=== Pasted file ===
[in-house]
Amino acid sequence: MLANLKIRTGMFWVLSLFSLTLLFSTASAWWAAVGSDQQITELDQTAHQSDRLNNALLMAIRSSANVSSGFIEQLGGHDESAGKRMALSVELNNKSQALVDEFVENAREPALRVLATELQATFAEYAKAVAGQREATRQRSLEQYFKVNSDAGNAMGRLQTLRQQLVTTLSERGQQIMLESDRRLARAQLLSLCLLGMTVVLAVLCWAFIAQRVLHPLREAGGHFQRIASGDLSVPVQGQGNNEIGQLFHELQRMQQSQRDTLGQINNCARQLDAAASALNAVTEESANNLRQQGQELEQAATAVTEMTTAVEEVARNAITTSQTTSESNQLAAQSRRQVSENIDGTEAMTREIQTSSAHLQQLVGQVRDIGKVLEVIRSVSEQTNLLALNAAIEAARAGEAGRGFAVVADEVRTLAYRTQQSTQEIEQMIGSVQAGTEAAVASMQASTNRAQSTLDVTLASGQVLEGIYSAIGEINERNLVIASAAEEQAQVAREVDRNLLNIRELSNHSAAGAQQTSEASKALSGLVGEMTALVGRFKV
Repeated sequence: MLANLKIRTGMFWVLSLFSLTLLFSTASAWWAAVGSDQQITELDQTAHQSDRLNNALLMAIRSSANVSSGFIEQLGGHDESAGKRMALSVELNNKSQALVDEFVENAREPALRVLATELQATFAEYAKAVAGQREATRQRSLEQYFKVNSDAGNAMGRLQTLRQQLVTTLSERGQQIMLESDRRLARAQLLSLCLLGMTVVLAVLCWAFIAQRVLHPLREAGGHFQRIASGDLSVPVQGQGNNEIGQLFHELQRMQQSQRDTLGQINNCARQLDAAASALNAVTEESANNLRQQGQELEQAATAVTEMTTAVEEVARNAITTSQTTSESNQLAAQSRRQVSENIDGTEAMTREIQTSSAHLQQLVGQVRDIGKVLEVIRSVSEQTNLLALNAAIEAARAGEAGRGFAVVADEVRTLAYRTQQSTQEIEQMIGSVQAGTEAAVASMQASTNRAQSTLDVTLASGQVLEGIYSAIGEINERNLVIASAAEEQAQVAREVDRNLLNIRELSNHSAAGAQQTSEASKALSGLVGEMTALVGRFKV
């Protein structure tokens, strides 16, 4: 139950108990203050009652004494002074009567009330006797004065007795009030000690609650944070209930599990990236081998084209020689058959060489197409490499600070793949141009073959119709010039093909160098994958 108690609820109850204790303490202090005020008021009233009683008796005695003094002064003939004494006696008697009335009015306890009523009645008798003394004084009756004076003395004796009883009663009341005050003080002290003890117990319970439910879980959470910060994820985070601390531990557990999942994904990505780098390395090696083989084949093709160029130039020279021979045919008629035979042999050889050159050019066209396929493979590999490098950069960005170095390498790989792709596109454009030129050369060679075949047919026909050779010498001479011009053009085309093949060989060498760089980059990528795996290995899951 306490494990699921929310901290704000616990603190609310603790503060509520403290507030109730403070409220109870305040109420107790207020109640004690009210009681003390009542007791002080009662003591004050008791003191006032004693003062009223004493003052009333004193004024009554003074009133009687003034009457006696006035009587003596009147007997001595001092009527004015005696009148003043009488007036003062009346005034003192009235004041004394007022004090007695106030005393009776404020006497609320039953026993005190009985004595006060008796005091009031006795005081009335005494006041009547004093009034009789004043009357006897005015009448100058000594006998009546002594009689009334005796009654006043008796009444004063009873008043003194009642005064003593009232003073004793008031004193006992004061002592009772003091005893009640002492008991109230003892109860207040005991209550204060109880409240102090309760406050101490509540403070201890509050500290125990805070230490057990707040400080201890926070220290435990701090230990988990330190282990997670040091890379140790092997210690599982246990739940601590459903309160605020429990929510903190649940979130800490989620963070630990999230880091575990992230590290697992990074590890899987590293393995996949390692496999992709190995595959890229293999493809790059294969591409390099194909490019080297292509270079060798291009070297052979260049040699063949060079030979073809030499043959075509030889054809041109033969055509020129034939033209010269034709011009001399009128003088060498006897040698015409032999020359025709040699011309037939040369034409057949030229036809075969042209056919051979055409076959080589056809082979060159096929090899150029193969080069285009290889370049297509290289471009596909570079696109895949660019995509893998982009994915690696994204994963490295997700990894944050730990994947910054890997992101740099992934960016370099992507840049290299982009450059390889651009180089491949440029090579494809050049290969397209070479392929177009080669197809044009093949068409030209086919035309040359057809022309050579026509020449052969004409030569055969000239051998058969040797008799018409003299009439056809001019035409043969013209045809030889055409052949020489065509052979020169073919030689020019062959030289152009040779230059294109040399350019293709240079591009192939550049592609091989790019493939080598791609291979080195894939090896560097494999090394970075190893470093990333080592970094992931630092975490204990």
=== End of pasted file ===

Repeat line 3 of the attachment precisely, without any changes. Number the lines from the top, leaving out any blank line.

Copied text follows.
Repeated sequence: MLANLKIRTGMFWVLSLFSLTLLFSTASAWWAAVGSDQQITELDQTAHQSDRLNNALLMAIRSSANVSSGFIEQLGGHDESAGKRMALSVELNNKSQALVDEFVENAREPALRVLATELQATFAEYAKAVAGQREATRQRSLEQYFKVNSDAGNAMGRLQTLRQQLVTTLSERGQQIMLESDRRLARAQLLSLCLLGMTVVLAVLCWAFIAQRVLHPLREAGGHFQRIASGDLSVPVQGQGNNEIGQLFHELQRMQQSQRDTLGQINNCARQLDAAASALNAVTEESANNLRQQGQELEQAATAVTEMTTAVEEVARNAITTSQTTSESNQLAAQSRRQVSENIDGTEAMTREIQTSSAHLQQLVGQVRDIGKVLEVIRSVSEQTNLLALNAAIEAARAGEAGRGFAVVADEVRTLAYRTQQSTQEIEQMIGSVQAGTEAAVASMQASTNRAQSTLDVTLASGQVLEGIYSAIGEINERNLVIASAAEEQAQVAREVDRNLLNIRELSNHSAAGAQQTSEASKALSGLVGEMTALVGRFKV